Emerald Jaquar – never, ever say dessicated dangly bit. *shudders* lol

  12. Kris says:

    K Z: You hit the nail. The authorly skill of convincing the reader that no matter how fantastical the tale – in this case the romance – it is all 'true'. 🙂

    Ingrid: *nods* Not an HEA.

    “The he could be his dad thing I notice too.”

    So, you're another one. *g* It can be quite creepy in some stories, can't it.

    Tracy: Sure, sure.

    “If the author can pull it off I'm all in.” Me, three.

  13. Jenre says:

    I'm with KZ, a good author can sell me anything – even a large gae gap. In the end, I just turn a blind eye to the future and stick with a HFN.

  14. Kris says:

    Jen: I'm willing to be convinced by a good story too, but… and that's a big butt. 😉

  15. Tam says:

    Okay, I do the “could he be his Dad thing” too. LOL When he's 34 and the other guy is 20, I'm thinking “Hmmm, He would have been 14 and while there ARE 14 year olds who are fathering children its not very common so I can live with it.” When its 20 years different, not so easy.

    Oh and despite his senior citizen status, I'd do Sean Connery as long as he talked during the whole thing. He could recite the phone book, I'm not fussy. 😀

  16. Anonymous says:

    For me it does depend on whether the author sells the story to me. If the younger one acts mature and would be able to handle a relationship with the older guy.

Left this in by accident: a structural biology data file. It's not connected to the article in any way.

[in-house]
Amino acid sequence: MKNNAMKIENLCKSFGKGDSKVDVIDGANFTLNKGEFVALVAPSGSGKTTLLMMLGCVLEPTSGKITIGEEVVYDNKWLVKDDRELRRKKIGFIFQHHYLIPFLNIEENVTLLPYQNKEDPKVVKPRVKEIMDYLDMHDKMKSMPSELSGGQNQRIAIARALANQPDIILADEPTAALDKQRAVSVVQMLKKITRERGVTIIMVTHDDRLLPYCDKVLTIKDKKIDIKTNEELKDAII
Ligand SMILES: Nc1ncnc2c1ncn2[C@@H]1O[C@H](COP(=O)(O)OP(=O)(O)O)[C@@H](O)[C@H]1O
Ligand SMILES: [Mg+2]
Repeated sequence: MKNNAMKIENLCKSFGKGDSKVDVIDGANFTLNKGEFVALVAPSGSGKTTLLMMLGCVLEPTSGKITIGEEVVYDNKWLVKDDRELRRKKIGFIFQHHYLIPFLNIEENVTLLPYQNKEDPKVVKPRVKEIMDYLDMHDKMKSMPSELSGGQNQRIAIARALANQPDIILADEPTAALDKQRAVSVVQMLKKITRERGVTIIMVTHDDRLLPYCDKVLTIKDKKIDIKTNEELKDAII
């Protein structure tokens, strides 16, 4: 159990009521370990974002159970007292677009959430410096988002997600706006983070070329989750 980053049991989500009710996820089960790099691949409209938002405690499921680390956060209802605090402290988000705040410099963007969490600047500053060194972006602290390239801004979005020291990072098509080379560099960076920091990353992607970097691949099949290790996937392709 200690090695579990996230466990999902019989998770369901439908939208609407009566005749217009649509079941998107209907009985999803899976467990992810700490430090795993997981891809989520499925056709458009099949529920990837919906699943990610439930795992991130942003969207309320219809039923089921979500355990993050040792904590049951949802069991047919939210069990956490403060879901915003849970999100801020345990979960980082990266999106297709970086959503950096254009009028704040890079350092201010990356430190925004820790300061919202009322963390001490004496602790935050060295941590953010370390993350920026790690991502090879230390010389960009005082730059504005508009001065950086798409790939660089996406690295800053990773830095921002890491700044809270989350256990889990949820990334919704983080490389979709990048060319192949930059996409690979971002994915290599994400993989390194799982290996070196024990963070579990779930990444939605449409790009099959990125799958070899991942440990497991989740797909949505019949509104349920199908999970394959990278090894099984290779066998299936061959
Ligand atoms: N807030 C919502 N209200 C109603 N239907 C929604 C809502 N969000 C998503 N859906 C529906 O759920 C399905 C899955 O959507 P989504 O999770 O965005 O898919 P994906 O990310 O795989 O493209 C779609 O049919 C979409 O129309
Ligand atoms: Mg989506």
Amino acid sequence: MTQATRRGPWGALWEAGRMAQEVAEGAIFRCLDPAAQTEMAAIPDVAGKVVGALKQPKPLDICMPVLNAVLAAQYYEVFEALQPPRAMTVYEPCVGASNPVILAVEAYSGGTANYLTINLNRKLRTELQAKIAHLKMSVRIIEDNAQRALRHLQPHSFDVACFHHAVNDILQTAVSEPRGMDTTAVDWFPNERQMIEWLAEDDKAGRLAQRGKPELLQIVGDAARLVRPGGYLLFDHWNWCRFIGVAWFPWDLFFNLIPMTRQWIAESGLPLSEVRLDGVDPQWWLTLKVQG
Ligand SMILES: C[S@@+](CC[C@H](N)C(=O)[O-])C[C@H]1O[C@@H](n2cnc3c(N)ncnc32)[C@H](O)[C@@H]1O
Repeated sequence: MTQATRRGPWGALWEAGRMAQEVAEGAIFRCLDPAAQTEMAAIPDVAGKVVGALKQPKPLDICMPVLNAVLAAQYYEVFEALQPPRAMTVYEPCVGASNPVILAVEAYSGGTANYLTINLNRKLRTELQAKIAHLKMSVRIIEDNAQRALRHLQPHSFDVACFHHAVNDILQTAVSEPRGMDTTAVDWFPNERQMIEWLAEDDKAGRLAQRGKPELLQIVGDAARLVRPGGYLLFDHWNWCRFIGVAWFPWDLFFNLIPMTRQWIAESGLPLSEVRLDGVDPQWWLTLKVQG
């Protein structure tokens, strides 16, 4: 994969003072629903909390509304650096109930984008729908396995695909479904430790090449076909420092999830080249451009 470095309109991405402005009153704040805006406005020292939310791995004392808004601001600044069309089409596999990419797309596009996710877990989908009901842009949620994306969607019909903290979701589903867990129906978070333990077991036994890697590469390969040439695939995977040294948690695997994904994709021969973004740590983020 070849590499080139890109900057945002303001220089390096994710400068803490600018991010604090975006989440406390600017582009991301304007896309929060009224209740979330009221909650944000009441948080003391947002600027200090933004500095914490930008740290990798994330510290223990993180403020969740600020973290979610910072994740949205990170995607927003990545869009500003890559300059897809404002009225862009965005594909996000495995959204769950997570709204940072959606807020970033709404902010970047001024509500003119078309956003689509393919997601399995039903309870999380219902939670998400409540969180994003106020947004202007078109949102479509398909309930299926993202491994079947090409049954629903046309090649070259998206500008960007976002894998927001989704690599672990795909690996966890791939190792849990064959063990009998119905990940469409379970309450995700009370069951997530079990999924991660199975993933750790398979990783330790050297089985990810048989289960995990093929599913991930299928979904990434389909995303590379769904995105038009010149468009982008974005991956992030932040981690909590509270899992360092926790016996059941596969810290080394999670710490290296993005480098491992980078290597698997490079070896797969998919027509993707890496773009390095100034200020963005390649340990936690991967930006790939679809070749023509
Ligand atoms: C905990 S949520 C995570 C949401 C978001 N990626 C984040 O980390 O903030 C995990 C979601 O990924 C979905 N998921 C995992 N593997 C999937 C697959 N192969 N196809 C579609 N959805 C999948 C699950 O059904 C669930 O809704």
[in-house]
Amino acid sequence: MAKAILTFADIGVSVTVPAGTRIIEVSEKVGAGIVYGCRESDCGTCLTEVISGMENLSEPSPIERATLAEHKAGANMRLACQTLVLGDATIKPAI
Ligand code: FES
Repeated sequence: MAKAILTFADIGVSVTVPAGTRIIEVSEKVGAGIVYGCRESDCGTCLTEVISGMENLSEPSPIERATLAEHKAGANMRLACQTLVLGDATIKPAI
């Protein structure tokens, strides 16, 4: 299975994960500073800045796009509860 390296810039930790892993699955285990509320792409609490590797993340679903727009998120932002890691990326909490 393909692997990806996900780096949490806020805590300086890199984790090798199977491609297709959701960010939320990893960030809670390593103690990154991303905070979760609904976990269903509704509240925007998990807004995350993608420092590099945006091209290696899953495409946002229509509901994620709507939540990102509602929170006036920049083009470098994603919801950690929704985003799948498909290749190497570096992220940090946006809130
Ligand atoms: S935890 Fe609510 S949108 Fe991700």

It's more believable for a guy in his 30's hooking up with a guy in his 50's, whereas a guy in his 20's would have to act and show me he can handle being with an older guy. Most 21 year olds wanna go clubbing and most 50 year olds don't go clubbing as often. I am more skeptical of that relationship working and it pulls me out of the story.
    Suzi.

  17. Tam says:

    Suzi: That's a good point and that's why I didn't see this one working long-term. The younger guy barely spent more than 6 months in any one town, he travelled the country looking for new people and adventures and the old guy hadn't left his property for 10 years, barely left his house. So you were supposed to believe that the young guy was going to be content to settle down and be a home-sticker for love. Not mention of the old guy getting out of his comfort zone. I could see it working for a few years but I think the young guy would have gotten itchy feet before too long.

  18. Kris says:

    Tam: SC is hawt, phone book and all.

    Suzi: I'm with Tam. That's an excellent point. I also would be more inclined to believe a m/d when the younger love interest is in his 30s than I would if he was in his 20s. A hero in his 20s with a guy in his late 40s/50s would only be plausible to me if he was conveyed as being confident and comfortable with who he was.

  19. Anything with a 15 year age gap is okay with me. But 20 or 25 years? Eww…
    Seriously, can you imagine a 25 year old with with a over 50 year old?
    Well unless it is George Clooney maybe.

  20. Kris says:

    Katebabs chook: You're right; most men and women from the age of about 18 up would fall on their knees or bend over the back of a couch etc for George Clooney and, not only that, would do everything in their power to make the m/d work. Eww to most other 20-25 years age gaps though.

  21. Imagine Larry King type in a May/Dec M/M. *shudder*

  22. Kris says:

    Blech. The stuff of nightmares.